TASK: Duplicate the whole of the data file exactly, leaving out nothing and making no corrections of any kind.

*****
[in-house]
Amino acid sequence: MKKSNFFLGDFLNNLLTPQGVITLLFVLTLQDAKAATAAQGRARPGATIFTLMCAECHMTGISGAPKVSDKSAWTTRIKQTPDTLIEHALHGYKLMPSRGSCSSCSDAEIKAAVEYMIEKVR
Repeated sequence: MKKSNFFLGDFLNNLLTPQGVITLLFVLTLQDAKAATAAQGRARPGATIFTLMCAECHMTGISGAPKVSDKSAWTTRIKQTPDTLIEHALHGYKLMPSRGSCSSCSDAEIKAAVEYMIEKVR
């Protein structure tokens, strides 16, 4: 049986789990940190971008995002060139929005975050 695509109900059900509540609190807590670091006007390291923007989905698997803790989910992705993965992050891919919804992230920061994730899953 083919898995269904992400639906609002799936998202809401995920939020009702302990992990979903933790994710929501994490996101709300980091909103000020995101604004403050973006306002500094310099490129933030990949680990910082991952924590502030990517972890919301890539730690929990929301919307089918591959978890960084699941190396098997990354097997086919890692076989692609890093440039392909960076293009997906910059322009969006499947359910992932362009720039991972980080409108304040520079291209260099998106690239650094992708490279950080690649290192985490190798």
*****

[in-house]
Amino acid sequence: MKKSNFFLGDFLNNLLTPQGVITLLFVLTLQDAKAATAAQGRARPGATIFTLMCAECHMTGISGAPKVSDKSAWTTRIKQTPDTLIEHALHGYKLMPSRGSCSSCSDAEIKAAVEYMIEKVR
Repeated sequence: MKKSNFFLGDFLNNLLTPQGVITLLFVLTLQDAKAATAAQGRARPGATIFTLMCAECHMTGISGAPKVSDKSAWTTRIKQTPDTLIEHALHGYKLMPSRGSCSSCSDAEIKAAVEYMIEKVR
């Protein structure tokens, strides 16, 4: 049986789990940190971008995002060139929005975050 695509109900059900509540609190807590670091006007390291923007989905698997803790989910992705993965992050891919919804992230920061994730899953 083919898995269904992400639906609002799936998202809401995920939020009702302990992990979903933790994710929501994490996101709300980091909103000020995101604004403050973006306002500094310099490129933030990949680990910082991952924590502030990517972890919301890539730690929990929301919307089918591959978890960084699941190396098997990354097997086919890692076989692609890093440039392909960076293009997906910059322009969006499947359910992932362009720039991972980080409108304040520079291209260099998106690239650094992708490279950080690649290192985490190798």